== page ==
Frye on the madeleine in Proust

    As a fiction writer Samuel Beckett derives from Proust and Joyce, and his essay on Proust is a good place to start from in examining his own work. This essay puts Proust in a context that is curiously Oriental in its view of personality. “Normal” people, we learn, are driven along through time on a current of habit energy, an energy which, because habitual, is mostly automatic. This energy relates itself to the present by the will, to the past by voluntary or selective memory, to the future by desire and expectation. It is a subjective energy, although it has no consistent or permanent subject, for the ego that desires now can at best only possess later, by which time it is a different ego and wants something else. But an illusion of continuity is kept up by the speed, like a motion picture, and it generates a corresponding objective illusion, where things run along in the expected and habitual form of causality. Some people try to get off this time machine, either because they have more sensitivity or, perhaps, some kind of physical weakness that makes it not an exhilarating joyride but a nightmare of frustration and despair. Among these are artists like Proust, who look behind the surface of the ego, behind voluntary to involuntary memory, behind will and desire to conscious perception. As soon as the subjective motion picture disappears, the objective one disappears too, and we have recurring contacts between a particular moment and a particular object, as in the epiphanies of the madeleine and the phrase in Vinteuil’s music. Here the object, stripped of the habitual and expected response, appears in all the enchanted glow of uniqueness, and the relation of the moment to such an object is a relation of identity. Such a relation, achieved between two human beings, would be love, in contrast to the ego’s pursuit of the object of desire, like Odette or Albertine, which tantalizes precisely because it is never loved. In the relation of identity consciousness has triumphed over time, and destroys the prison of habit with its double illusion stretching forever into past and future. At that moment we may enter what Proust and Beckett agree is the only possible type of paradise, that which has been lost. For the ego only two forms of failure are possible, the failure to possess, which may be tragic, and the failure to communicate, which is normally comic. (CW 29:160)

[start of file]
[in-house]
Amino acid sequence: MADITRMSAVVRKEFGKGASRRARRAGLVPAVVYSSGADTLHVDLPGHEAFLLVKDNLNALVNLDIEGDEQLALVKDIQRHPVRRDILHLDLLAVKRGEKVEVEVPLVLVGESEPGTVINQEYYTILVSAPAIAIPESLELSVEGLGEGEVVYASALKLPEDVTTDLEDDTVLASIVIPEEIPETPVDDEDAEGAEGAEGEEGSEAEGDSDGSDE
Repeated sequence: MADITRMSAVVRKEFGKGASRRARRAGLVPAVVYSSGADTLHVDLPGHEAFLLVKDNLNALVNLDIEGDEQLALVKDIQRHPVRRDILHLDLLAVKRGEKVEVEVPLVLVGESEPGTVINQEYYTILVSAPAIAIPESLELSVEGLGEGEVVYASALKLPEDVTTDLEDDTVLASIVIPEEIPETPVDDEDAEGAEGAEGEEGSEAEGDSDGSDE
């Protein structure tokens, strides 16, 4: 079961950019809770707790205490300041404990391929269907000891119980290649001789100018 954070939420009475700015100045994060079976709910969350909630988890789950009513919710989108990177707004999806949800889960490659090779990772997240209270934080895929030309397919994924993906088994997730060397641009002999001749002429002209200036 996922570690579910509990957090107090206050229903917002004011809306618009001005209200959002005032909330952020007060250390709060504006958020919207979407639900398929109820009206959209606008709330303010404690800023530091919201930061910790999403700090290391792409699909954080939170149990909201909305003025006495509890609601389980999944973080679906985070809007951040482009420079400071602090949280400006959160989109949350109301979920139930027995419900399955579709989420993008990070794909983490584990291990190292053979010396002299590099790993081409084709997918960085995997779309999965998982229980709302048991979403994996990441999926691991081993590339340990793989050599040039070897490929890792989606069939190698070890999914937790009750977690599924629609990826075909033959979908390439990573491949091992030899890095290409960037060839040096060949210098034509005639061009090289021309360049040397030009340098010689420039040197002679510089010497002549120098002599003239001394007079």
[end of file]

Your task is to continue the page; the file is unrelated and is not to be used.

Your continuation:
Dante is within the orbit of the sacred scripture, where God is the creator, but the same principle of reversed movement can be associated with human creativity. Such a reversal occurs at the end of Proust, where an experience of repetition transforms Marcel’s memory of his life into a potential imaginative vision, so that the narrator comes to the beginning of his book at the point where the reader comes to the end of it. Time being irreversible, a return to a starting point, even in a theory of recurrence as naive as Nietzsche’s, can only be a symbol for something else. The past is not returned to; it is recreated, and when time in Proust is found again (_retrouvé_), the return to the beginning is a metaphor for creative repetition. [Joe Adamson’s note: “As Marcel negotiates the uneven paving-stones in the courtyard of the Guermantes mansion, he experiences the same happiness as that which he felt upon tasting the madeleine dipped in tea, described in the opening volume of the work. Inside the mansion, the sound of a spoon knocked against a plate and the feel of a napkin continue to trigger sensations linked to the striking disappearance of doubts about “‘the reality of [his] literary gifts, the reality even of literature.’”]